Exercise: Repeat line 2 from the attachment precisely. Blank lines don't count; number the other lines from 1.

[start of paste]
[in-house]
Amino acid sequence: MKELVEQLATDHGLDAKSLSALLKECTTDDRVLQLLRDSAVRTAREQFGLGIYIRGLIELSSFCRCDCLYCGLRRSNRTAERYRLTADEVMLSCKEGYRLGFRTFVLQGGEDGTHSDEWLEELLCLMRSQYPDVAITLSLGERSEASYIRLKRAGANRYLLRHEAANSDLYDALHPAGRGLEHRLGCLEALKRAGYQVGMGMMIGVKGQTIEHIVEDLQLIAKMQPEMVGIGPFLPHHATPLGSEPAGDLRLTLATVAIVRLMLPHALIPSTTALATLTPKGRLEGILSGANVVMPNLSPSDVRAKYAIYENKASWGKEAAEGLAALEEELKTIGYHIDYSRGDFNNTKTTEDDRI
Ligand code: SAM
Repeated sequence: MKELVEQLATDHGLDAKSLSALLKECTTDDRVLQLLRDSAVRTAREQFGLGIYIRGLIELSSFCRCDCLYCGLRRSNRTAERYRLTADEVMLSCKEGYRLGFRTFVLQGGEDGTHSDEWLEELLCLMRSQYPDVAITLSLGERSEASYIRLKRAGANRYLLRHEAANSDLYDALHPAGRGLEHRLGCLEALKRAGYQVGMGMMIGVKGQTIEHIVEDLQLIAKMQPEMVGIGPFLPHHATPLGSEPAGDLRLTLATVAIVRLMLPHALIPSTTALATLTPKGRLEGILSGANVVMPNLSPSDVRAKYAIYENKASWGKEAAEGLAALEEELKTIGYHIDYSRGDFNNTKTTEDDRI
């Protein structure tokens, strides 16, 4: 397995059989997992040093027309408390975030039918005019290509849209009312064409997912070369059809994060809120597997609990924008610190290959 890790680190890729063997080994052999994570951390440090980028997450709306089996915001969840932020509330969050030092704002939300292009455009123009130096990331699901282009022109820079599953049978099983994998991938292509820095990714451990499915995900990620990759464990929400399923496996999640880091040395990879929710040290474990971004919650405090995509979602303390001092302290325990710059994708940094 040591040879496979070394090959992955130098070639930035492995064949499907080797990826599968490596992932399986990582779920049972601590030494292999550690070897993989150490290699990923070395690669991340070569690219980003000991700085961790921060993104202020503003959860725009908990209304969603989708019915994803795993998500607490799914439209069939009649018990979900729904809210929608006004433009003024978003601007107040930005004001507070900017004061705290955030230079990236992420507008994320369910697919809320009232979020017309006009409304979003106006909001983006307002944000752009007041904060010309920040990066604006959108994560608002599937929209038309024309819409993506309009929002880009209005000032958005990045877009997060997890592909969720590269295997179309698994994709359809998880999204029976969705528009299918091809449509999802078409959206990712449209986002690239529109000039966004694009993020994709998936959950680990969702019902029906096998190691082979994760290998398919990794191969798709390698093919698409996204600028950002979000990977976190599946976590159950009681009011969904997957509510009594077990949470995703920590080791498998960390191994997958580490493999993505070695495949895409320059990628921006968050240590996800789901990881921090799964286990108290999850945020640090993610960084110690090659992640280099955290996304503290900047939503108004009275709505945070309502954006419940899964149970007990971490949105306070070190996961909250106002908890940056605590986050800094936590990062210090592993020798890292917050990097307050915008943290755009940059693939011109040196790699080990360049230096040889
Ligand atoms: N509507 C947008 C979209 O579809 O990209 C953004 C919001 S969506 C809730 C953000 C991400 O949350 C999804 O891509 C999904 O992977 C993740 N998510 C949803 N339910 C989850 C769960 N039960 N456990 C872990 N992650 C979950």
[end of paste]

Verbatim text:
Amino acid sequence: MKELVEQLATDHGLDAKSLSALLKECTTDDRVLQLLRDSAVRTAREQFGLGIYIRGLIELSSFCRCDCLYCGLRRSNRTAERYRLTADEVMLSCKEGYRLGFRTFVLQGGEDGTHSDEWLEELLCLMRSQYPDVAITLSLGERSEASYIRLKRAGANRYLLRHEAANSDLYDALHPAGRGLEHRLGCLEALKRAGYQVGMGMMIGVKGQTIEHIVEDLQLIAKMQPEMVGIGPFLPHHATPLGSEPAGDLRLTLATVAIVRLMLPHALIPSTTALATLTPKGRLEGILSGANVVMPNLSPSDVRAKYAIYENKASWGKEAAEGLAALEEELKTIGYHIDYSRGDFNNTKTTEDDRI